8. Management of the post-election period: The post-electoral period begins after the announcement of results. This period is characterized by the acceptance or non-acceptance of the results by the different electoral actors. This is a key moment to assess the organization at the top-level; if the announcement of results goes smoothly it will be proof that the elections are considered transparent and credible and therefore accepted by all. This is also the time for the evaluation of audits of the electoral processes to highlight key issues and needed improvements that should be addressed in the next election cycle. Mastering the tools of methodological assessment and reporting is a key aspect of this course. If applicable, this is a key stage for electoral reform. This period is also conducive to the conduct of research to contribute to the next round or the beginning of a new exercise of capacity building for electoral actors.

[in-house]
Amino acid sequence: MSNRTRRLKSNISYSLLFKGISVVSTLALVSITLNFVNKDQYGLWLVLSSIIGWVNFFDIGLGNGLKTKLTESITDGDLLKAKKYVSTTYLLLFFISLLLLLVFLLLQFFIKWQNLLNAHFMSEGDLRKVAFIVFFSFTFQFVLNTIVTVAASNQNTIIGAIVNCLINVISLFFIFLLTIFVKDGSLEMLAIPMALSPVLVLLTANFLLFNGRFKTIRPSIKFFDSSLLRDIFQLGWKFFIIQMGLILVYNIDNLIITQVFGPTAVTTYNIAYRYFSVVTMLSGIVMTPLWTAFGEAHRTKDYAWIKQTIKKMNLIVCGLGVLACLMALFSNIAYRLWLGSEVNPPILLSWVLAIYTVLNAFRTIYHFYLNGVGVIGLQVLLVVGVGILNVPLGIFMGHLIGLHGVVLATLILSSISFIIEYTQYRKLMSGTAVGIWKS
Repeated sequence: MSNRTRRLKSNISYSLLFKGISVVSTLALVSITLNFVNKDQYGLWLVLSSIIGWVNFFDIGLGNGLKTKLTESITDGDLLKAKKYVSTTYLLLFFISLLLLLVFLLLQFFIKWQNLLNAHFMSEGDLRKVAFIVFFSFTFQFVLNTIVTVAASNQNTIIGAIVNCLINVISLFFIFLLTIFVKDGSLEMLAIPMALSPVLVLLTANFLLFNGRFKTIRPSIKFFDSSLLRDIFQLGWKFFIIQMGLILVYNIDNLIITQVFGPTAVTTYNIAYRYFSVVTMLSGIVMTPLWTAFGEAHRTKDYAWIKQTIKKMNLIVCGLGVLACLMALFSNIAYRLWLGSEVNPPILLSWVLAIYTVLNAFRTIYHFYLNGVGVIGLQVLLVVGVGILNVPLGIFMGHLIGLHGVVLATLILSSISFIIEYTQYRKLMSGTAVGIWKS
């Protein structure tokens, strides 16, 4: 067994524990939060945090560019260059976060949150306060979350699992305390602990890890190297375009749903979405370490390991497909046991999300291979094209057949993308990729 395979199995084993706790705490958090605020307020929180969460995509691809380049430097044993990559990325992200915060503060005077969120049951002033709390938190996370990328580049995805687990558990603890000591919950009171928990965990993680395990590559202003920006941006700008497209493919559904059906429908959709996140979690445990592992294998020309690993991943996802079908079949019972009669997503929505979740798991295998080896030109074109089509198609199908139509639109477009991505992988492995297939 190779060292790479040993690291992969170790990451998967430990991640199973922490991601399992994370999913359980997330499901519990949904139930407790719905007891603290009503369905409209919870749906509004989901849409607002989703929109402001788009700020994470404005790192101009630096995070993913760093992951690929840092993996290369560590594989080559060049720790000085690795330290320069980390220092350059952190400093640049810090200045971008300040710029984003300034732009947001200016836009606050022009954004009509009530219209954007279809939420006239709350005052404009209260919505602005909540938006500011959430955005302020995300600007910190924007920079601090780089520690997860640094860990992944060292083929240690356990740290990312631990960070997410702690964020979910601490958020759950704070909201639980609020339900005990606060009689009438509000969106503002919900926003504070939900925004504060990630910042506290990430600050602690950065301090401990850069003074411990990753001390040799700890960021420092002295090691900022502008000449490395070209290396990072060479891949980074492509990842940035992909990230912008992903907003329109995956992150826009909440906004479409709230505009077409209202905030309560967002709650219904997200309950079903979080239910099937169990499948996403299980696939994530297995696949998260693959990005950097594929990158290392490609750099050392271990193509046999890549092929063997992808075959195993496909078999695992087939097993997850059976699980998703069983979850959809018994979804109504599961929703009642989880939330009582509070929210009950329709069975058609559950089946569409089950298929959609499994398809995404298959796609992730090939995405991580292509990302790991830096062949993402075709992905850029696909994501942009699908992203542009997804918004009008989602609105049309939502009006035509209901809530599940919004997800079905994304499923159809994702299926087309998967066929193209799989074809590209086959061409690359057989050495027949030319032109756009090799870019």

The module Leadership and Conflict Management Skills for Electoral Stakeholders (LEAD) and the module Electoral Operations have been terminated and will be soon available.